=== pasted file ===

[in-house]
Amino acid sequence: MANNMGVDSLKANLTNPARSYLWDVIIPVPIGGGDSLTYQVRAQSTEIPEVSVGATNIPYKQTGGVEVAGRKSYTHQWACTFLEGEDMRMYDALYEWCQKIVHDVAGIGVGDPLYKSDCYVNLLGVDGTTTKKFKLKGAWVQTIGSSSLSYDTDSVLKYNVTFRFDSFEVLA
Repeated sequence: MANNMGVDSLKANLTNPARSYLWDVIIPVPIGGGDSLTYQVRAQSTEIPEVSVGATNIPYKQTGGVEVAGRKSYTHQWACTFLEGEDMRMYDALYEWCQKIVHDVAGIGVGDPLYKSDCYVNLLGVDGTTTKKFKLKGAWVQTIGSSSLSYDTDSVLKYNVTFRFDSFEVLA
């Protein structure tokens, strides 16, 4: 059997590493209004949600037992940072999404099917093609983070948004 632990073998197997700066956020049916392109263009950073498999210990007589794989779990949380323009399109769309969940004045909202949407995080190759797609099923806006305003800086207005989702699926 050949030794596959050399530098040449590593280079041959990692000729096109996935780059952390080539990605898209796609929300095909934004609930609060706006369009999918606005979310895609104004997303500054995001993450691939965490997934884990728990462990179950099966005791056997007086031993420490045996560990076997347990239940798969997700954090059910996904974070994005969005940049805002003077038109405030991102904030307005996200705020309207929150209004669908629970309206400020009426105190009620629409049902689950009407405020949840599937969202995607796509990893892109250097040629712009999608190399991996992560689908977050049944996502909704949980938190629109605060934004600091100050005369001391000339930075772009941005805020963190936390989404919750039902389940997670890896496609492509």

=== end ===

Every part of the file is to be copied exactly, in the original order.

[in-house]
Amino acid sequence: MANNMGVDSLKANLTNPARSYLWDVIIPVPIGGGDSLTYQVRAQSTEIPEVSVGATNIPYKQTGGVEVAGRKSYTHQWACTFLEGEDMRMYDALYEWCQKIVHDVAGIGVGDPLYKSDCYVNLLGVDGTTTKKFKLKGAWVQTIGSSSLSYDTDSVLKYNVTFRFDSFEVLA
Repeated sequence: MANNMGVDSLKANLTNPARSYLWDVIIPVPIGGGDSLTYQVRAQSTEIPEVSVGATNIPYKQTGGVEVAGRKSYTHQWACTFLEGEDMRMYDALYEWCQKIVHDVAGIGVGDPLYKSDCYVNLLGVDGTTTKKFKLKGAWVQTIGSSSLSYDTDSVLKYNVTFRFDSFEVLA
């Protein structure tokens, strides 16, 4: 059997590493209004949600037992940072999404099917093609983070948004 632990073998197997700066956020049916392109263009950073498999210990007589794989779990949380323009399109769309969940004045909202949407995080190759797609099923806006305003800086207005989702699926 050949030794596959050399530098040449590593280079041959990692000729096109996935780059952390080539990605898209796609929300095909934004609930609060706006369009999918606005979310895609104004997303500054995001993450691939965490997934884990728990462990179950099966005791056997007086031993420490045996560990076997347990239940798969997700954090059910996904974070994005969005940049805002003077038109405030991102904030307005996200705020309207929150209004669908629970309206400020009426105190009620629409049902689950009407405020949840599937969202995607796509990893892109250097040629712009999608190399991996992560689908977050049944996502909704949980938190629109605060934004600091100050005369001391000339930075772009941005805020963190936390989404919750039902389940997670890896496609492509």